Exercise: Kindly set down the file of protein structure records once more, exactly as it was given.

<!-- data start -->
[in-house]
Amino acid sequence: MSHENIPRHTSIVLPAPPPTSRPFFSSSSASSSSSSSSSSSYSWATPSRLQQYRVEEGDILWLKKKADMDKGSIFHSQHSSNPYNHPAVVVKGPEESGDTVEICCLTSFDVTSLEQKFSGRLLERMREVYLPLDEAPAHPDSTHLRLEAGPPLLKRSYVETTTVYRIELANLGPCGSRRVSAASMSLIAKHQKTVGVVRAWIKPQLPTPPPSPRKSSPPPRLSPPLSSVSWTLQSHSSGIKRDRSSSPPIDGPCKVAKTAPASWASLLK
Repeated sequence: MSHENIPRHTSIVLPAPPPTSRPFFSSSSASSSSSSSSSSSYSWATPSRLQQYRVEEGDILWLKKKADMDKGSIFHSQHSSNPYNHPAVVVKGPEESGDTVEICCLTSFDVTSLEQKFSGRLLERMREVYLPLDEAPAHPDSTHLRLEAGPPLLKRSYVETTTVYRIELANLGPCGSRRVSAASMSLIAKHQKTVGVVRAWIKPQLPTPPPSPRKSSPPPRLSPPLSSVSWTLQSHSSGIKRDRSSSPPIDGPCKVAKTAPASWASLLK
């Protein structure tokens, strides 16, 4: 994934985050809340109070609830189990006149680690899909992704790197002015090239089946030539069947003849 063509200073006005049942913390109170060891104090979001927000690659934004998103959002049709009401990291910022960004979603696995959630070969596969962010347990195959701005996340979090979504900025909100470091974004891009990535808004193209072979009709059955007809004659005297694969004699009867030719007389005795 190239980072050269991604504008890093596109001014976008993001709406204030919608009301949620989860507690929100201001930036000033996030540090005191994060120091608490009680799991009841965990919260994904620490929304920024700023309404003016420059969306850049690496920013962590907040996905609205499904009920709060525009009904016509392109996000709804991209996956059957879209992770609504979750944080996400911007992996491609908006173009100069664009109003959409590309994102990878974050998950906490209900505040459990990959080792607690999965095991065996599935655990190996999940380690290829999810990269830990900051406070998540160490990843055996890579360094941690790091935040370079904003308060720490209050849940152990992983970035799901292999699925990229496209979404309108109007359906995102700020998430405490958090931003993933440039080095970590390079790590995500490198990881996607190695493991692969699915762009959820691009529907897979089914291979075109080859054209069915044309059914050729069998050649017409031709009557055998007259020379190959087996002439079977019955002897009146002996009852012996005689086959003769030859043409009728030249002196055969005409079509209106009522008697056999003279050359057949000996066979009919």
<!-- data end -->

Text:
[in-house]
Amino acid sequence: MSHENIPRHTSIVLPAPPPTSRPFFSSSSASSSSSSSSSSSYSWATPSRLQQYRVEEGDILWLKKKADMDKGSIFHSQHSSNPYNHPAVVVKGPEESGDTVEICCLTSFDVTSLEQKFSGRLLERMREVYLPLDEAPAHPDSTHLRLEAGPPLLKRSYVETTTVYRIELANLGPCGSRRVSAASMSLIAKHQKTVGVVRAWIKPQLPTPPPSPRKSSPPPRLSPPLSSVSWTLQSHSSGIKRDRSSSPPIDGPCKVAKTAPASWASLLK
Repeated sequence: MSHENIPRHTSIVLPAPPPTSRPFFSSSSASSSSSSSSSSSYSWATPSRLQQYRVEEGDILWLKKKADMDKGSIFHSQHSSNPYNHPAVVVKGPEESGDTVEICCLTSFDVTSLEQKFSGRLLERMREVYLPLDEAPAHPDSTHLRLEAGPPLLKRSYVETTTVYRIELANLGPCGSRRVSAASMSLIAKHQKTVGVVRAWIKPQLPTPPPSPRKSSPPPRLSPPLSSVSWTLQSHSSGIKRDRSSSPPIDGPCKVAKTAPASWASLLK
């Protein structure tokens, strides 16, 4: 994934985050809340109070609830189990006149680690899909992704790197002015090239089946030539069947003849 063509200073006005049942913390109170060891104090979001927000690659934004998103959002049709009401990291910022960004979603696995959630070969596969962010347990195959701005996340979090979504900025909100470091974004891009990535808004193209072979009709059955007809004659005297694969004699009867030719007389005795 190239980072050269991604504008890093596109001014976008993001709406204030919608009301949620989860507690929100201001930036000033996030540090005191994060120091608490009680799991009841965990919260994904620490929304920024700023309404003016420059969306850049690496920013962590907040996905609205499904009920709060525009009904016509392109996000709804991209996956059957879209992770609504979750944080996400911007992996491609908006173009100069664009109003959409590309994102990878974050998950906490209900505040459990990959080792607690999965095991065996599935655990190996999940380690290829999810990269830990900051406070998540160490990843055996890579360094941690790091935040370079904003308060720490209050849940152990992983970035799901292999699925990229496209979404309108109007359906995102700020998430405490958090931003993933440039080095970590390079790590995500490198990881996607190695493991692969699915762009959820691009529907897979089914291979075109080859054209069915044309059914050729069998050649017409031709009557055998007259020379190959087996002439079977019955002897009146002996009852012996005689086959003769030859043409009728030249002196055969005409079509209106009522008697056999003279050359057949000996066979009919």